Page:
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Metals 2016, 6(7), 169; doi:10.3390/met6070169

Effect of Hydrogen and Strain-Induced Martensite on Mechanical Properties of AISI 304 Stainless Steel

School of Advanced Materials Science and Engineering, Sungkyunkwan University, Suwon 16419, Korea
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Academic Editor: Soran Birosca
Received: 12 May 2016 / Revised: 11 July 2016 / Accepted: 16 July 2016 / Published: 20 July 2016
(This article belongs to the Special Issue Process-Structure-Property Relationships in Metals)
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Abstract

Plastic deformation and strain-induced martensite (SIM, α′) transformation in metastable austenitic AISI 304 stainless steel were investigated through room temperature tensile tests at strain rates ranging from 2 × 10−6 to 2 × 10−2/s. The amount of SIM was measured on the fractured tensile specimens using a feritscope and magnetic force microscope. Elongation to fracture, tensile strength, hardness, and the amount of SIM increased with decreasing the strain rate. The strain-rate dependence of RT tensile properties was observed to be related to the amount of SIM. Specifically, SIM formed during tensile tests was beneficial in increasing the elongation to fracture, hardness, and tensile strength. Hydrogen suppressed the SIM formation, leading to hydrogen softening and localized brittle fracture. View Full-Text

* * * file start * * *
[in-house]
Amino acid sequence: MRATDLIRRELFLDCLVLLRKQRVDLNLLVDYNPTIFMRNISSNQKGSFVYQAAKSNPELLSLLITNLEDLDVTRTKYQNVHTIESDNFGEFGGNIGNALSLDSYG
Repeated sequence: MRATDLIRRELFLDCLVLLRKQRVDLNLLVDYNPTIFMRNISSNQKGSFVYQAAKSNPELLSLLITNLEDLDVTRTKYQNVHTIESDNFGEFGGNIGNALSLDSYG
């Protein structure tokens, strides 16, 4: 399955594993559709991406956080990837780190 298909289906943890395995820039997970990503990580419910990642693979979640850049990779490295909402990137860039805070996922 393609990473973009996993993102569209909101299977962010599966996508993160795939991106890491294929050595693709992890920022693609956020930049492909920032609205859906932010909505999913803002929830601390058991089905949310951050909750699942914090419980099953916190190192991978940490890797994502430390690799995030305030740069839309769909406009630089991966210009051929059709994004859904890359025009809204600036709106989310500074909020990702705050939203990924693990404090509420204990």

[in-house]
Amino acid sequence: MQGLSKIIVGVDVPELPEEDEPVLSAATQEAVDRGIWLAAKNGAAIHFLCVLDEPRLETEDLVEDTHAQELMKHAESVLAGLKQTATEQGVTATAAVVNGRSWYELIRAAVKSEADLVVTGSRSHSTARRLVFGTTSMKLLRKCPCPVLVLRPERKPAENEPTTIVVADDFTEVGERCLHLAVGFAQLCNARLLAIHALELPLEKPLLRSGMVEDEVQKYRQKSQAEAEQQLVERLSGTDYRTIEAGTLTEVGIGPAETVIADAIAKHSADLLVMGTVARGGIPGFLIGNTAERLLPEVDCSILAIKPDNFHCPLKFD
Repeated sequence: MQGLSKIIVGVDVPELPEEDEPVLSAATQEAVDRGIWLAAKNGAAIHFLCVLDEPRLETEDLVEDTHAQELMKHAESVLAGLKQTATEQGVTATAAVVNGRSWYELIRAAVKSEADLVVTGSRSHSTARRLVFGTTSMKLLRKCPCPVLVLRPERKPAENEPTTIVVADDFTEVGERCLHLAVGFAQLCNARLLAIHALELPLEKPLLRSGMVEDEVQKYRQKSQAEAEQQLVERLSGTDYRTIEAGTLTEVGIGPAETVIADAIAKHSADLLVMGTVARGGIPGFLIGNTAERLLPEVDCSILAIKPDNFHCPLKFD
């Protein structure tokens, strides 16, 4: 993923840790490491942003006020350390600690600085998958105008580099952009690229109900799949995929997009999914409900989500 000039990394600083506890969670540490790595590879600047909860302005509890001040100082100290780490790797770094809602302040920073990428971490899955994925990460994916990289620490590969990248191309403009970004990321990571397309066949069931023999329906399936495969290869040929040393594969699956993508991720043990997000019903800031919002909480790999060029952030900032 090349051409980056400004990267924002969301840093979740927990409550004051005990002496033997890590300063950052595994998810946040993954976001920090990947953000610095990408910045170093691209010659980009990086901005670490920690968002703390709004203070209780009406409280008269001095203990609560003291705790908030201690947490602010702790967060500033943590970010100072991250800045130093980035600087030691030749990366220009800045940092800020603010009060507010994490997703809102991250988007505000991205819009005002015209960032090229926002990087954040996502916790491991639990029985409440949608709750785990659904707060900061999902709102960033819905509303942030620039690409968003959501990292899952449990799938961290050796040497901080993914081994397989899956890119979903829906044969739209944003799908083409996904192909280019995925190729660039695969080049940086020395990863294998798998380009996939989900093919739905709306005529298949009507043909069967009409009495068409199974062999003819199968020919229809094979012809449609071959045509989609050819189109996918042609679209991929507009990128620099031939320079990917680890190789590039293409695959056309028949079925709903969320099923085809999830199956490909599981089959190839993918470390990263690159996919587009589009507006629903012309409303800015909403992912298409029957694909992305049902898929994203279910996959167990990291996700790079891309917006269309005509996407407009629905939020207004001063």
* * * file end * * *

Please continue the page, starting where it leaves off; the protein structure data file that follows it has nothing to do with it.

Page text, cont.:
Keywords: stainless steel; hydrogen embrittlement; strain-induced martensite; magnetic force microscopy stainless steel; hydrogen embrittlement; strain-induced martensite; magnetic force microscopy
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MDPI and ACS Style

Bak, S.H.; Abro, M.A.; Lee, D.B. Effect of Hydrogen and Strain-Induced Martensite on Mechanical Properties of AISI 304 Stainless Steel. Metals 2016, 6, 169.

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